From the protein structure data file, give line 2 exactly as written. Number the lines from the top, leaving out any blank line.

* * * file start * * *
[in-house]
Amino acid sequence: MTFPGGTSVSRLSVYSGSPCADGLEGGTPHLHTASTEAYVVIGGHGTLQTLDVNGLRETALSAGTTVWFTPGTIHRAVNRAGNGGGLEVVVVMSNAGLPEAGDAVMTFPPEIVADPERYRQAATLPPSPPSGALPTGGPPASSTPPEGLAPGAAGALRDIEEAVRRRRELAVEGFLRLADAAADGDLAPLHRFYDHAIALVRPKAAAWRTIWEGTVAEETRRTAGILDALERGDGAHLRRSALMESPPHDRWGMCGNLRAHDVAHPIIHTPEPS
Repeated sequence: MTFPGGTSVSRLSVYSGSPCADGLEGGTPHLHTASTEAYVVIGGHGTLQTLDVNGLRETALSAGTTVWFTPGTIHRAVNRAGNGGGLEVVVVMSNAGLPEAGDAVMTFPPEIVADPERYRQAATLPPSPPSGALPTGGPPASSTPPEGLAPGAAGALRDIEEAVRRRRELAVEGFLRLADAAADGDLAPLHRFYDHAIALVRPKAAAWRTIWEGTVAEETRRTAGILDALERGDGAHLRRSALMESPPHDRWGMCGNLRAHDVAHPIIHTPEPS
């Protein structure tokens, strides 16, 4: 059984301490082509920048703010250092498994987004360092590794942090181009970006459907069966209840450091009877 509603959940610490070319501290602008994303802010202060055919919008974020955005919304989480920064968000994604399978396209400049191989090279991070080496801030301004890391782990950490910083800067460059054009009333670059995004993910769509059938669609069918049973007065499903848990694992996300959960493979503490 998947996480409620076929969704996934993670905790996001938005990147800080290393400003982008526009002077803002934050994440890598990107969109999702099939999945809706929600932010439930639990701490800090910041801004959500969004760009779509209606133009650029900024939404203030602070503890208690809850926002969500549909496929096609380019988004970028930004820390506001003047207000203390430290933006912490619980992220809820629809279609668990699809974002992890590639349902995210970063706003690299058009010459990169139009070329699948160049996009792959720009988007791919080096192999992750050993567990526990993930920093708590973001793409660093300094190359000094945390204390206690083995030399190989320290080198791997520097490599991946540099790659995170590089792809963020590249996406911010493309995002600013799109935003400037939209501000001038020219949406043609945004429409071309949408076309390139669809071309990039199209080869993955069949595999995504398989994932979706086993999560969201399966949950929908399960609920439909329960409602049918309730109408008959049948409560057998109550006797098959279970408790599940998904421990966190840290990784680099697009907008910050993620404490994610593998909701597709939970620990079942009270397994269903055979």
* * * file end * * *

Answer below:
Amino acid sequence: MTFPGGTSVSRLSVYSGSPCADGLEGGTPHLHTASTEAYVVIGGHGTLQTLDVNGLRETALSAGTTVWFTPGTIHRAVNRAGNGGGLEVVVVMSNAGLPEAGDAVMTFPPEIVADPERYRQAATLPPSPPSGALPTGGPPASSTPPEGLAPGAAGALRDIEEAVRRRRELAVEGFLRLADAAADGDLAPLHRFYDHAIALVRPKAAAWRTIWEGTVAEETRRTAGILDALERGDGAHLRRSALMESPPHDRWGMCGNLRAHDVAHPIIHTPEPS